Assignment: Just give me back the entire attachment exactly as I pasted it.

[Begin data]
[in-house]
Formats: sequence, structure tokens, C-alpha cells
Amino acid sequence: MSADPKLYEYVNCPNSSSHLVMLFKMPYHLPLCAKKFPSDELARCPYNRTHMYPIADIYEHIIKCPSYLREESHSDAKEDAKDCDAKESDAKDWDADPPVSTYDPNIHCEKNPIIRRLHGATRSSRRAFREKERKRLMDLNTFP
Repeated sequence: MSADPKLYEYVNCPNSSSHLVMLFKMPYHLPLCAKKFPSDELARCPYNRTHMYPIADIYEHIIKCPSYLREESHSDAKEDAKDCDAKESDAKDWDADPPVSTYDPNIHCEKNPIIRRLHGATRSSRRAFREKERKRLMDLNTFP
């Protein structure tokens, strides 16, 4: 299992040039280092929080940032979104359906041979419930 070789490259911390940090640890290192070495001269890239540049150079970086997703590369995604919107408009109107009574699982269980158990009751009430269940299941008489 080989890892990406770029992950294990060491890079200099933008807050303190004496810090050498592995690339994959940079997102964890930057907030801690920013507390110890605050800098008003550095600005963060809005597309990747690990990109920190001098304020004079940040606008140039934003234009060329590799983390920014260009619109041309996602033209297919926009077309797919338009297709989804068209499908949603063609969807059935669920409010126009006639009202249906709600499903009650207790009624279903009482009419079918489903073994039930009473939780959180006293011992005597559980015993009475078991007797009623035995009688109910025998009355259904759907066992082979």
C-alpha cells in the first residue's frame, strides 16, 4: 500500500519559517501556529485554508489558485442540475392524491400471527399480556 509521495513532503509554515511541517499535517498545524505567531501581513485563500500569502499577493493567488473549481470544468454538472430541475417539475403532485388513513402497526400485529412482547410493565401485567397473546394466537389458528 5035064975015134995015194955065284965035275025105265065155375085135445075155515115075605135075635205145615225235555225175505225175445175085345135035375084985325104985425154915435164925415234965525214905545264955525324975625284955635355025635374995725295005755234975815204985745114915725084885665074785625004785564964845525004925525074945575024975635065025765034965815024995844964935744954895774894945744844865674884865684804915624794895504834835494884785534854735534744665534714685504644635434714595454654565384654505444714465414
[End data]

[in-house]
Formats: sequence, structure tokens, C-alpha cells
Amino acid sequence: MSADPKLYEYVNCPNSSSHLVMLFKMPYHLPLCAKKFPSDELARCPYNRTHMYPIADIYEHIIKCPSYLREESHSDAKEDAKDCDAKESDAKDWDADPPVSTYDPNIHCEKNPIIRRLHGATRSSRRAFREKERKRLMDLNTFP
Repeated sequence: MSADPKLYEYVNCPNSSSHLVMLFKMPYHLPLCAKKFPSDELARCPYNRTHMYPIADIYEHIIKCPSYLREESHSDAKEDAKDCDAKESDAKDWDADPPVSTYDPNIHCEKNPIIRRLHGATRSSRRAFREKERKRLMDLNTFP
């Protein structure tokens, strides 16, 4: 299992040039280092929080940032979104359906041979419930 070789490259911390940090640890290192070495001269890239540049150079970086997703590369995604919107408009109107009574699982269980158990009751009430269940299941008489 080989890892990406770029992950294990060491890079200099933008807050303190004496810090050498592995690339994959940079997102964890930057907030801690920013507390110890605050800098008003550095600005963060809005597309990747690990990109920190001098304020004079940040606008140039934003234009060329590799983390920014260009619109041309996602033209297919926009077309797919338009297709989804068209499908949603063609969807059935669920409010126009006639009202249906709600499903009650207790009624279903009482009419079918489903073994039930009473939780959180006293011992005597559980015993009475078991007797009623035995009688109910025998009355259904759907066992082979």
C-alpha cells in the first residue's frame, strides 16, 4: 500500500519559517501556529485554508489558485442540475392524491400471527399480556 509521495513532503509554515511541517499535517498545524505567531501581513485563500500569502499577493493567488473549481470544468454538472430541475417539475403532485388513513402497526400485529412482547410493565401485567397473546394466537389458528 5035064975015134995015194955065284965035275025105265065155375085135445075155515115075605135075635205145615225235555225175505225175445175085345135035375084985325104985425154915435164925415234965525214905545264955525324975625284955635355025635374995725295005755234975815204985745114915725084885665074785625004785564964845525004925525074945575024975635065025765034965815024995844964935744954895774894945744844865674884865684804915624794895504834835494884785534854735534744665534714685504644635434714595454654565384654505444714465414